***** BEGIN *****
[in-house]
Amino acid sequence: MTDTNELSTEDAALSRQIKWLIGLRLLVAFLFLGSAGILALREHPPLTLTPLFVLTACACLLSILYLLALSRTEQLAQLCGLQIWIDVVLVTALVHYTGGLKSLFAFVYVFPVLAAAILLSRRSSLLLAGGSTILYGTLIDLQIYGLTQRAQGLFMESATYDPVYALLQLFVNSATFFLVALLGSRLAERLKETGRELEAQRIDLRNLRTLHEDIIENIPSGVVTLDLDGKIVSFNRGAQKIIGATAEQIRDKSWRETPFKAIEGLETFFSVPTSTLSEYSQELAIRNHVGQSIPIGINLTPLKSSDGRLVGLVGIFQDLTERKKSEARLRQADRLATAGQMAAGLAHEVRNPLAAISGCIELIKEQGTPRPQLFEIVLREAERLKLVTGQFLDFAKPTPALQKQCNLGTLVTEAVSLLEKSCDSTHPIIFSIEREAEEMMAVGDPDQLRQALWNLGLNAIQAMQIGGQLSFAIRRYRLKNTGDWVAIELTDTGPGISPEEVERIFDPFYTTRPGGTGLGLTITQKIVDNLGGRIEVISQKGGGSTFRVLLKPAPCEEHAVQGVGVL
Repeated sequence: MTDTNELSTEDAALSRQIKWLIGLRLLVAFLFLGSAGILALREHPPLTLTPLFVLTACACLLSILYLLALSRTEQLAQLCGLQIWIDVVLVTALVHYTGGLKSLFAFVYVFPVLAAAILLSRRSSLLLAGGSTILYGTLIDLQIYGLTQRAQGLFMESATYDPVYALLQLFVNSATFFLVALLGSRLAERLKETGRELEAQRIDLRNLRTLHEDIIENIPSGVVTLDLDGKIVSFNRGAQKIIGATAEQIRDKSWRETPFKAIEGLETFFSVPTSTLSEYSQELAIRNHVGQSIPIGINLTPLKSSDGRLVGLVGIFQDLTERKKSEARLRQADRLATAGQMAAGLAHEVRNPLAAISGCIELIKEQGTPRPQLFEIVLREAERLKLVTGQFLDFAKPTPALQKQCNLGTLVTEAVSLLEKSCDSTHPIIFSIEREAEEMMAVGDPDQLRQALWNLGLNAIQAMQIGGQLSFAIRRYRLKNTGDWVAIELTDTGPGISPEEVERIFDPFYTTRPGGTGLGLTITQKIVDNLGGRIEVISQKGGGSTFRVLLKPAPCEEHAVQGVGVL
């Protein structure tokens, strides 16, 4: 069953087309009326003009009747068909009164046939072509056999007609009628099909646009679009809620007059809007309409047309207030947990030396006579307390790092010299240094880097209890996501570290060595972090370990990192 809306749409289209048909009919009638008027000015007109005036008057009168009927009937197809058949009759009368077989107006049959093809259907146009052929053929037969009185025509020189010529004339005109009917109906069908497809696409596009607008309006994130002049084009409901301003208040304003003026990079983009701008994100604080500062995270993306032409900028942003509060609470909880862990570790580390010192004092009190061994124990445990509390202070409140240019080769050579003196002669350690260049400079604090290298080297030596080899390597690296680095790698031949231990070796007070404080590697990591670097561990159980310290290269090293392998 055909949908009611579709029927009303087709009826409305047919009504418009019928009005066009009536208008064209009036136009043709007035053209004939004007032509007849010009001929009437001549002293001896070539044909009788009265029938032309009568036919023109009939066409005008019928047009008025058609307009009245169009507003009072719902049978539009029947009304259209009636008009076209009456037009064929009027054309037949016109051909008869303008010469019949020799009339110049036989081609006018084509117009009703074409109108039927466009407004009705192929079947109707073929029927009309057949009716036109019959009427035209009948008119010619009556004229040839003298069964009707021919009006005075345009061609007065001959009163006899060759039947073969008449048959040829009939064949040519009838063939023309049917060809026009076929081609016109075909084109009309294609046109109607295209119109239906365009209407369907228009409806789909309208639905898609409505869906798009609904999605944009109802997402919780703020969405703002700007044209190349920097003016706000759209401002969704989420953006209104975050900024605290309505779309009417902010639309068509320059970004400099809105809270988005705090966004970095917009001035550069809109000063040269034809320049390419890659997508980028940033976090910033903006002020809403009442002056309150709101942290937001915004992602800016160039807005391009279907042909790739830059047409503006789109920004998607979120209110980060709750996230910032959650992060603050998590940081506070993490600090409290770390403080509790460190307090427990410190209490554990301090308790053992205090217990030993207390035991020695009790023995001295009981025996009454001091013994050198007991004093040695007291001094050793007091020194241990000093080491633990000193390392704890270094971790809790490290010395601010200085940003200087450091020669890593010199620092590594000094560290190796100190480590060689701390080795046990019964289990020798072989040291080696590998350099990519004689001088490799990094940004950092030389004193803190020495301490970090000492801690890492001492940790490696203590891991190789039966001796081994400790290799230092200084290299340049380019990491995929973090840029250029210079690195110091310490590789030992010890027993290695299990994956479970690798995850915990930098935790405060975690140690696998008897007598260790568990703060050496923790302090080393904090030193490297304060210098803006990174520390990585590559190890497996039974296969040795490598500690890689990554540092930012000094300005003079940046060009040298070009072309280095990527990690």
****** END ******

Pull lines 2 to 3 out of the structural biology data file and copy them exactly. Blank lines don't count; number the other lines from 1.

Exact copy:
Amino acid sequence: MTDTNELSTEDAALSRQIKWLIGLRLLVAFLFLGSAGILALREHPPLTLTPLFVLTACACLLSILYLLALSRTEQLAQLCGLQIWIDVVLVTALVHYTGGLKSLFAFVYVFPVLAAAILLSRRSSLLLAGGSTILYGTLIDLQIYGLTQRAQGLFMESATYDPVYALLQLFVNSATFFLVALLGSRLAERLKETGRELEAQRIDLRNLRTLHEDIIENIPSGVVTLDLDGKIVSFNRGAQKIIGATAEQIRDKSWRETPFKAIEGLETFFSVPTSTLSEYSQELAIRNHVGQSIPIGINLTPLKSSDGRLVGLVGIFQDLTERKKSEARLRQADRLATAGQMAAGLAHEVRNPLAAISGCIELIKEQGTPRPQLFEIVLREAERLKLVTGQFLDFAKPTPALQKQCNLGTLVTEAVSLLEKSCDSTHPIIFSIEREAEEMMAVGDPDQLRQALWNLGLNAIQAMQIGGQLSFAIRRYRLKNTGDWVAIELTDTGPGISPEEVERIFDPFYTTRPGGTGLGLTITQKIVDNLGGRIEVISQKGGGSTFRVLLKPAPCEEHAVQGVGVL
Repeated sequence: MTDTNELSTEDAALSRQIKWLIGLRLLVAFLFLGSAGILALREHPPLTLTPLFVLTACACLLSILYLLALSRTEQLAQLCGLQIWIDVVLVTALVHYTGGLKSLFAFVYVFPVLAAAILLSRRSSLLLAGGSTILYGTLIDLQIYGLTQRAQGLFMESATYDPVYALLQLFVNSATFFLVALLGSRLAERLKETGRELEAQRIDLRNLRTLHEDIIENIPSGVVTLDLDGKIVSFNRGAQKIIGATAEQIRDKSWRETPFKAIEGLETFFSVPTSTLSEYSQELAIRNHVGQSIPIGINLTPLKSSDGRLVGLVGIFQDLTERKKSEARLRQADRLATAGQMAAGLAHEVRNPLAAISGCIELIKEQGTPRPQLFEIVLREAERLKLVTGQFLDFAKPTPALQKQCNLGTLVTEAVSLLEKSCDSTHPIIFSIEREAEEMMAVGDPDQLRQALWNLGLNAIQAMQIGGQLSFAIRRYRLKNTGDWVAIELTDTGPGISPEEVERIFDPFYTTRPGGTGLGLTITQKIVDNLGGRIEVISQKGGGSTFRVLLKPAPCEEHAVQGVGVL